15 JULY 1893, Page 18


THE HISTORIAN OF FEELING.* WHO does not know the faded water-colour paintings of a century or so ago P Either brown impossible landscapes, or groups of high-waisted shepherdesses sitting pensively among grey ruins, their chastened colouring somewhat more faded by lapse of years. Those old-fashioned water-colours possess the same attraction as do the novels of Henry Mackenzie ; they are alike Chastened in tone and delicate in outline, there is none of the vigorous breadth and depth of modern art, there is little Nature, and no life,—but the same sentiment pervades them all.

The "Historian of Feeling," as Sir Walter Scott called Mackenzie, has only been dead sixty-two years. There are probably some elderly folk still living who remember him in his old age and their early youth ; and yet, in taking up his best-known novel, The Man of Feeling, we seem to have put back the clock of time far more than a century. It was pub- lished in 1771—the year that Smollett died, and three years after Sterne's death—and was a decided imitation of the Sentimental Journey. There is the same abrupt beginning, the same fragmentary narrative,—consisting of brief episodes and descriptive scenes, with more pathos in the character of Harley than in that of the imaginary Yorick, and a corre- sponding lack of humour. Mackenzie himself calls the book "recitals of little adventures, in which the dispositions of a man, sensible to judge, and still more warm to feel, had room to unfold themselves." Sir Walter Scott compares Mackenzie, as a novelist, with Sterne, not always to the * The Man of Feeling. By Henry Mackenzie. Illuctrated by William Onbitt Cooke. London: J. M. Dent and Co.' latter's advantage, and as an essayist he speaks of the " Northern Addison, who revived the art of periodical writing," and goes on to say that Scotland may well boast "that, in one instance at least, she has produced in Mackenzie a writer of pure Addisonian prose, which retains the quality of vigour, without forfeiting that of clearness and simplicity." Modern writers have scarcely endorsed Scott's eulogium. Mr. Gosse calls Mackenzie a " parodist of Sterne," and says that he also " affected the moral earnestness of Richardson, and the characters in his three principal fictions move, meekly robed in gentle virtue, through a series of heartrending misfortunes. There is no observation of life, no knowledge of the world, in Mackenzie's long-drawn lachrymose novels of feeling." In fact, without the prop given to his literary reputation by his warm friend, Sir Walter Scott, that reputation would probably long ago have fallen to pieces and been forgotten.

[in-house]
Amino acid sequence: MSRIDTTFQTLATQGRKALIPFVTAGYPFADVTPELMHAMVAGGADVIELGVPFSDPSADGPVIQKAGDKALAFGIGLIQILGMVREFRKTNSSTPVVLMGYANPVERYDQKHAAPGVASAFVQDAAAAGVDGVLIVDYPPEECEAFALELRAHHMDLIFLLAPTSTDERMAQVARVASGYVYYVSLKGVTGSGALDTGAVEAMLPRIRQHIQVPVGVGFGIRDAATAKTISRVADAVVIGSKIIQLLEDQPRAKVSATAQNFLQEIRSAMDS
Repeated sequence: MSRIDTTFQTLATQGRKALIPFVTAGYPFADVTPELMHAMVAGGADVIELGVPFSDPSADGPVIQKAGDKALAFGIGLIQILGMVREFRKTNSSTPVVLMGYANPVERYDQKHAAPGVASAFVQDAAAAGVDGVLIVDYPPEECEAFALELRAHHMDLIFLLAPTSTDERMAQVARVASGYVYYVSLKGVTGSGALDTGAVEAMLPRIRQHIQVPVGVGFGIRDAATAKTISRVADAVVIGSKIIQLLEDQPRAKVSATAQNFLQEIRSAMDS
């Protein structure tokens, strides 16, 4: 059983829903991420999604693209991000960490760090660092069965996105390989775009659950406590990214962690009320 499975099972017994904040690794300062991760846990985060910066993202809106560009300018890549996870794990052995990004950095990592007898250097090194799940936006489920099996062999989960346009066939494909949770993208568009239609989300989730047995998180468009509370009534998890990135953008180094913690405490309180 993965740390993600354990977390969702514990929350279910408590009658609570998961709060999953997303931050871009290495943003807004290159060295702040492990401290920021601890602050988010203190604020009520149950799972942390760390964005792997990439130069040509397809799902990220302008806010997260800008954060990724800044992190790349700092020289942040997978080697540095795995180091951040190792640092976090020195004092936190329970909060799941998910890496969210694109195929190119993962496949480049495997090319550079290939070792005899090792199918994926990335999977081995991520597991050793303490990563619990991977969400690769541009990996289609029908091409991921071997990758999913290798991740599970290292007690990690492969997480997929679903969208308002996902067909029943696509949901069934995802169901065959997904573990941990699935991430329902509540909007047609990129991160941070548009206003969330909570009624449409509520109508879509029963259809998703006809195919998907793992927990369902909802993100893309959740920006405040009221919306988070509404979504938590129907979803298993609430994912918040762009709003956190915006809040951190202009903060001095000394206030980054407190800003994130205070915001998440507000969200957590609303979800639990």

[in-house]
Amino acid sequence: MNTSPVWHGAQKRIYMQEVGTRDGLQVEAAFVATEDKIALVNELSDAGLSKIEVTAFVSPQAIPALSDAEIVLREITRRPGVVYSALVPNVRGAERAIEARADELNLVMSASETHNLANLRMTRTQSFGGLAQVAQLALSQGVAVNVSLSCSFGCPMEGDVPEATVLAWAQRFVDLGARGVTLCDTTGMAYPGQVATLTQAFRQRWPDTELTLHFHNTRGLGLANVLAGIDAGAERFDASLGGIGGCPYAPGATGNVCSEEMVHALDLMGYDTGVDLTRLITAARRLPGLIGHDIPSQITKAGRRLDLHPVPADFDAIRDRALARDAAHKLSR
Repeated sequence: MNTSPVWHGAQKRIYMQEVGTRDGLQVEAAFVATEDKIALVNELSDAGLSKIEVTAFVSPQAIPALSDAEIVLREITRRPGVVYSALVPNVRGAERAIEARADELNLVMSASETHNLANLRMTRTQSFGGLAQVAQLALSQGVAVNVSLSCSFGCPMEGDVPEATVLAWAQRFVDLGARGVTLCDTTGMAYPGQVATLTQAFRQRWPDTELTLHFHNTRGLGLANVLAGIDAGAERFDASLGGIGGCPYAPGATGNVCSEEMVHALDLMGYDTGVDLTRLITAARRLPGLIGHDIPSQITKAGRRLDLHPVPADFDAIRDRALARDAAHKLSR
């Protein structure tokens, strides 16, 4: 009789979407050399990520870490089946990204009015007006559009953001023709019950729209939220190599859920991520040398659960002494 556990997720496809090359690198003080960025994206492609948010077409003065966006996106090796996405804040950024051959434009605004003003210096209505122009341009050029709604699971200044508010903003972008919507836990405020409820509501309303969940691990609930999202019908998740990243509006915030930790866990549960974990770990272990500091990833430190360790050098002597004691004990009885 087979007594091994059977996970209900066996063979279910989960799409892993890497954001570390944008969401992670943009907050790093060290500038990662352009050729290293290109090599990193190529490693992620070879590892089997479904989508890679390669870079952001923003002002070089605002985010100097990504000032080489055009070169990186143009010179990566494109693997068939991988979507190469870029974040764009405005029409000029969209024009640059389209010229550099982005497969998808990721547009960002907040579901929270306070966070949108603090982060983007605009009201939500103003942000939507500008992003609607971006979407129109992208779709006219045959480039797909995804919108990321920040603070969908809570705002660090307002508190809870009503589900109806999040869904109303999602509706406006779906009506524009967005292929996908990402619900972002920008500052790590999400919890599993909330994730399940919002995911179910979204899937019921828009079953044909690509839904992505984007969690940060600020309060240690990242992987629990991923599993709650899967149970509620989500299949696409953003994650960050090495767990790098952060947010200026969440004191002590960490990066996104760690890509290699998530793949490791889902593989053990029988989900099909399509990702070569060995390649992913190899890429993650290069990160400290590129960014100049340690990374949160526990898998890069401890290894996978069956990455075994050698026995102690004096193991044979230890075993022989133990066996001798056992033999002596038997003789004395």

In the introduction to The Man of Feeling, the editor, alluding to his treasure-trove of manuscript saved from the curate's further depredations, writes :—" When I returned to town, I had leisure to peruse the acquisition I had made. I found it a bundle of little episodes put together without art, and of no importance on the whole, with something of nature, and little else in them. I was a good deal affected with some very trifling passages in it, and had the name of Marmontel OT a Richardson been on the title-page,—'tis odds that I should have wept. But—One is ashamed to be pleased with the works of one knows not whom." The world of 1771, however, elected to be greatly pleased with a novel evidently written in the manner of those great men who had lately passed away, even though it was published anonymously. It had an unbounded success ; and its author became the victim of a curious literary fraud, for a young clergyman of Bath, one Mr. Eccles, having copied out the whole of it with sundry corrections and alterations, claimed it as his own with so much pertinacity and audacity, that Mackenzie's publishers had to announce a formal contradiction.